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Mother and son work together to preserve bees

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LAREDO, Texas (KGNS) -- Mother and son, Cecelia and Christopher Cisneros, are working to preserve the bee population in Laredo, Texas.

Christopher Cisneros started working at the center as a tour guide, teaching kids about animals and that is how he ended up having his own space for his beehives.

"Originally, I was supposed to go to college in California, so I told her, you get me a beehive and I'll stay here in Laredo, so I got a beehive," said Christopher Cisneros.

The duo takes care of several beehives located at the Lamar Bruni Vergara Center. The mother and son spend a lot of time at the center working, while creating memories that will last a lifetime.

"It was a way for us to spend more time together and it's a really interesting thing that we do," said Cecelia Cisneros.

Sometimes, it can be challenging.

"It's fun and great for bonding, but it can get a little annoying. There can be some tension every now and again, but I love it and I wouldn't trade it for anything," said Christopher Cisneros.

Sometimes, that tension can come from the bees too.

"We've come across Africanized hives, so it was kind of, the bees were chasing us," said Cecilia Cisneros.

"After a few hundred stings, you don't really feel it," added Christopher Cisneros.

Another problem they have to overcome: Varroa mites and wax moths. They are parasites that affect honey bees, but Christopher Cisneros said it's just a part of what comes with beekeeping.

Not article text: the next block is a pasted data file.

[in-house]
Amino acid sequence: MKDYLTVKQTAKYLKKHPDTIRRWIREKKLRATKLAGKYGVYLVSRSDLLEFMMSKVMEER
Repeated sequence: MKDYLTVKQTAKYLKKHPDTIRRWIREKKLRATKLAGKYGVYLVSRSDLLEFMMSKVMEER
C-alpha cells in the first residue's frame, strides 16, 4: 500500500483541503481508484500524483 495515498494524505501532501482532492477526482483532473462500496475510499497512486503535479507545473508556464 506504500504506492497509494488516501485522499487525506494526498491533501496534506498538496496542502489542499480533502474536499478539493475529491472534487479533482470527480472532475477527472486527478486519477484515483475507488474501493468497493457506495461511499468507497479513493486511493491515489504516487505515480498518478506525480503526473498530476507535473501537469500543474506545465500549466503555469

Stereotyping is another threat to bees.

"Here in Laredo, there is a misconception that bees are violent; that they're dangerous. So more often than not, the city of Laredo kills them or extinguishes them," said Christopher Cisneros.

That's why he works with his mom to make sure the queen bee of the hive is healthy, so that the hive can survive.

"My mom and I will go and rescue them, switch out the queens, and we'll have a new hive," said Christopher Cisneros.

They have worked on the beehives for only a year. Not only are the mother and son team perfecting their kills of beekeeping, but future plans for a business could be underway.

Some restaurants are interested in the honey the bees are making, so they are making plans to sell it.

By then end of the year, they hope to have 20 to 50 beehives to start their honey business.

Read the original version of this article at kgns.tv.



 
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